MESA Participants Discuss Textbook Views of the Other

By Yousef, Asma | Washington Report on Middle East Affairs, January/February 2003 | Go to article overview

MESA Participants Discuss Textbook Views of the Other


Yousef, Asma, Washington Report on Middle East Affairs


An ongoing Israeli public relations campaign has focused on alleged incitement in Palestinian textbooks against the Jewish state and its people. A panel discussion at the Middle East Studies Association focused on this issue in an attempt to provide accurate views of "the other" in both Palestinian and Israeli textbooks.

Prof. Nathan Brown of George Washington University said that, while most of the current debate has focused on allegations of incitement in Palestinian textbooks, there is a lot of misleading information on the subject. Reporting on a survey of Palestinian textbooks, Brown said that, since 1948, the curriculum of Palestinian schools in Gaza followed that of Egypt, while schools in the West Bank followed Jordan's. Most of these textbooks were very outdated, he said, so in 1994 the Palestinian Authority (PA) began putting together a new curriculum. The PA sought to add Palestinian perspectives to the Jordanian and Egyptian textbooks.

Brown found that the biggest problem faced by the PA curriculum is that the textbooks are unable to deal with fluid and unsettled controversial matters, such as independence, citizenship and territory. Instead, most resort to adapting the official rhetoric, that at times could be quite irrelevant or confusing.

For example, he noted, on some exams, students were asked to draw boundaries of Palestine, which are subject to ever-changing occupation plans. Furthermore, Brown said, Palestinian books were fraught with affirmations of allegiances to the state, God and the family, with no attempts to challenge or distinguish among them.

Progressive Palestinian intellectuals, Brown stated, consistently question the type of Palestinian citizen their curriculum is molding. This led to a detailed critical report published in 1996 which challenged authoritarian themes in existing books. In 2000, new books were introduced which attempted to inculcate national identity, God and family while inserting progressive views on civic education, human rights and democracy. The new books, Brown said, provide active pedagogy that was more gender-sensitive and less patriarchal.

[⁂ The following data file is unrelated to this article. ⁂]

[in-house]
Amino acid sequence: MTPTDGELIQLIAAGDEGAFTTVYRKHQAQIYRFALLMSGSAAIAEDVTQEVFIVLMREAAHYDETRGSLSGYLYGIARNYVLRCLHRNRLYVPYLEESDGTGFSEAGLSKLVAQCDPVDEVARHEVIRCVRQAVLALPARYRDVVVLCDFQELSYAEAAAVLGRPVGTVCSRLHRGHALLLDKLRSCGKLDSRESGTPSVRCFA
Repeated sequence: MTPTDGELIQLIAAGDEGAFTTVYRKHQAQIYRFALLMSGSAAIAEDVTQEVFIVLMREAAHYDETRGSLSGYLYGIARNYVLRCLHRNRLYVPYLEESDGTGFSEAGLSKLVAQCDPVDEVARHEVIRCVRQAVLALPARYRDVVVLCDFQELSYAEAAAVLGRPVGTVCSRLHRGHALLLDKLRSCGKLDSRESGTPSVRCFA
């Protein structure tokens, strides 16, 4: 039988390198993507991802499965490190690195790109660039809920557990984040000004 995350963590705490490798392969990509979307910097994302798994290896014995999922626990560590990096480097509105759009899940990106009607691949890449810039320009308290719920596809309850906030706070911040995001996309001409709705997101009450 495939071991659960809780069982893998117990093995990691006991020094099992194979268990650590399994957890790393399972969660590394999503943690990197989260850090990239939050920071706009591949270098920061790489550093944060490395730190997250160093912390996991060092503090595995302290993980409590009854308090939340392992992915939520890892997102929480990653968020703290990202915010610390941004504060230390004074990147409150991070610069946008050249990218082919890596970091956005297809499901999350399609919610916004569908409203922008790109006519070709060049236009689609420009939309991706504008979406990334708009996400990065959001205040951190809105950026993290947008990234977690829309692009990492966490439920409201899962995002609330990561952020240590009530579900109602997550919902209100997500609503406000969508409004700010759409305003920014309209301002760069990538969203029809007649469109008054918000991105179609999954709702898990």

Elie Podi, professor at Hebrew University of Jerusalem, analyzed the image of the Arab in Israeli history books. Because they are social constructs transmitting values and norms to society, he noted, textbook analysis is important in understanding cultural and psychological roots of the conflict between Palestinians and Israelis.

Israeli textbooks were influenced by various historical phases, Podi said. Although the current historiography in Israel has tolerated alternative views of historians such as Benny Morris and Ilan Pappe, they were not welcomed before.

Podi divided Israel's historical texts into three phases. The first phase extended from 1948 to the mid-1970s, which he dubbed the childhood phase. …

The rest of this article is only available to active members of Questia

Sign up now for a free, 1-day trial and receive full access to:

  • Questia's entire collection
  • Automatic bibliography creation
  • More helpful research tools like notes, citations, and highlights
  • Ad-free environment